Heading tags and their importance on your site
Heading tags are used to differentiate the headings of a page from your content. This makes your work more easily read by both your audience and search engines crawlers. They are part of the HTML code of a site.
There are six distinct heading tags that begin at <h1> and go through to <h6>; headings denote a section heading, but the number of the heading tag also refers to the importance of a section.
The <h1> tag is considered to be more significant for your page and users, while the tag <h6> is considered the least significant. These tags are in hierarchical order, and distribute the weight of importance for keywords.
Head tags help crawlers and website visitors
Headings not only make your page look cleaner, and they tell the search engine crawlers what your content is about via the keywords used.
Search engines need help better understanding what your document is about to be able to index your page properly. Since there is a hierarchical structure, search engines can put even more weight on certain keywords found at different parts of the hierarchy.
Furthermore, it indicates which sub-categories you’re also covering on the page. It is recommended to break your content up every 200 words with sub-headings. Not only will it help the search engines know which keywords to put weight on, but it will also help users, as they tend to scan more than read in-depth.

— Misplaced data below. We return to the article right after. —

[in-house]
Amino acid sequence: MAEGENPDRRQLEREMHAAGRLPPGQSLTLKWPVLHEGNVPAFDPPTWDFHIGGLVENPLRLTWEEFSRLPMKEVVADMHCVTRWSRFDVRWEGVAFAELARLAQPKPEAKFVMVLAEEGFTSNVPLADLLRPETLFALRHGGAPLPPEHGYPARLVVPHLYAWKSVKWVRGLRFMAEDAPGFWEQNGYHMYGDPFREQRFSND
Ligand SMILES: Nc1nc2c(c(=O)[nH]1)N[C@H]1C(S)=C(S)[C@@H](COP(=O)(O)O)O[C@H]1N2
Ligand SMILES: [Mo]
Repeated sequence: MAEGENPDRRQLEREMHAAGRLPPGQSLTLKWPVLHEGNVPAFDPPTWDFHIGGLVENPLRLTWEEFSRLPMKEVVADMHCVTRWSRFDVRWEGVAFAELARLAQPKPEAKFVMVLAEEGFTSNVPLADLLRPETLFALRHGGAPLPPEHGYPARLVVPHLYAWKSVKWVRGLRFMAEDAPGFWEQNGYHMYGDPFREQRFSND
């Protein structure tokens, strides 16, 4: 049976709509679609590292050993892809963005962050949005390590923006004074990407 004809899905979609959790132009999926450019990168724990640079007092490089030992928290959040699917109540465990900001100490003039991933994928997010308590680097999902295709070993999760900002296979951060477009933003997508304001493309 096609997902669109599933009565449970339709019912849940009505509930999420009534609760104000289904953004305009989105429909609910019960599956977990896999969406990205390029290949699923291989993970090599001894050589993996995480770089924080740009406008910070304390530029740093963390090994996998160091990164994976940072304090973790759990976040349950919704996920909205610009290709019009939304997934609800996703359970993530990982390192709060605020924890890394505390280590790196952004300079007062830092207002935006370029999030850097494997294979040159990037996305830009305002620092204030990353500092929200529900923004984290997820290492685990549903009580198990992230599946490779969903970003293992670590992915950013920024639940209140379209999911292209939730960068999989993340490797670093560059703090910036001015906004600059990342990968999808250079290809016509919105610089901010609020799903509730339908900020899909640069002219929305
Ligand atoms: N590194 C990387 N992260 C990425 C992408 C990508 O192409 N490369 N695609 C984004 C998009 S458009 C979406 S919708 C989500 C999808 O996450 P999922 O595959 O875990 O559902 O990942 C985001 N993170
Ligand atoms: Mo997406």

Heading tags help break up your content and bring structure to it by signalling relevancy and hierarchy. This helps both search engine crawlers and visitors quickly and accurately process the information.
Setting Up Heading Tags on Your Site
There are different levels of heading tags, they begin at level <h1> and then it goes to <h2>, <h3>, all the way down to <h6>. Heading tags have a hierarchical structure. You must go in order from <h1> to <h2> to <h3>... to <h6>. If you jump from <h1> to <h3>, skipping <h2>, you break the hierarchy and that is not considered to be SEO friendly.
Below you can find the correct structure of heading tags:
<h2>Secondary Heading 1</h2>
<h3>Sub-section of the secondary heading 1</h3>
<h2>Secondary Heading 2</h2>
<h3>Sub-section of the secondary heading 2</h3>
Using that HTML from above, it will appear on the page like this:
Secondary Heading 1
Sub-section of the secondary heading 1
Secondary Heading 2
Sub-section of the secondary heading 2